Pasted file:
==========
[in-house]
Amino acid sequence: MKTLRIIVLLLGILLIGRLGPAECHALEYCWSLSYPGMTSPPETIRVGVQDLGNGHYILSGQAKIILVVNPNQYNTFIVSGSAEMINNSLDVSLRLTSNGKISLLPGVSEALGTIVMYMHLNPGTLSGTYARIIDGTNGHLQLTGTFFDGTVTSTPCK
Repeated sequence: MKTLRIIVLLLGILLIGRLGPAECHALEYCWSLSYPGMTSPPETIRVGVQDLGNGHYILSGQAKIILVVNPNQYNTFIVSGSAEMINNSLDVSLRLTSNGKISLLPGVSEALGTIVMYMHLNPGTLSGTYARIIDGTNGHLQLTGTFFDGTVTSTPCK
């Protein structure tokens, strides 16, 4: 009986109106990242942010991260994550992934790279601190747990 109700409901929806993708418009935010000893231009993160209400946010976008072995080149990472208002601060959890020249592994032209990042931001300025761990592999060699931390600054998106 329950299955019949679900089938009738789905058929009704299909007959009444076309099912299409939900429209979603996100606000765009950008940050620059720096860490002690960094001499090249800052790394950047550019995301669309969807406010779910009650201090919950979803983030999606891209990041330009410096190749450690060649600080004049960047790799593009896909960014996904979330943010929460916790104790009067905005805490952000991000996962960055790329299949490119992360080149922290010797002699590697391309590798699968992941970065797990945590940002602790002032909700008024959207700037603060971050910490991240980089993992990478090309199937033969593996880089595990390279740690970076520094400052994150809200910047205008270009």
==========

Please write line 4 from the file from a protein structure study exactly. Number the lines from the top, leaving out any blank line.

């Protein structure tokens, strides 16, 4: 009986109106990242942010991260994550992934790279601190747990 109700409901929806993708418009935010000893231009993160209400946010976008072995080149990472208002601060959890020249592994032209990042931001300025761990592999060699931390600054998106 329950299955019949679900089938009738789905058929009704299909007959009444076309099912299409939900429209979603996100606000765009950008940050620059720096860490002690960094001499090249800052790394950047550019995301669309969807406010779910009650201090919950979803983030999606891209990041330009410096190749450690060649600080004049960047790799593009896909960014996904979330943010929460916790104790009067905005805490952000991000996962960055790329299949490119992360080149922290010797002699590697391309590798699968992941970065797990945590940002602790002032909700008024959207700037603060971050910490991240980089993992990478090309199937033969593996880089595990390279740690970076520094400052994150809200910047205008270009």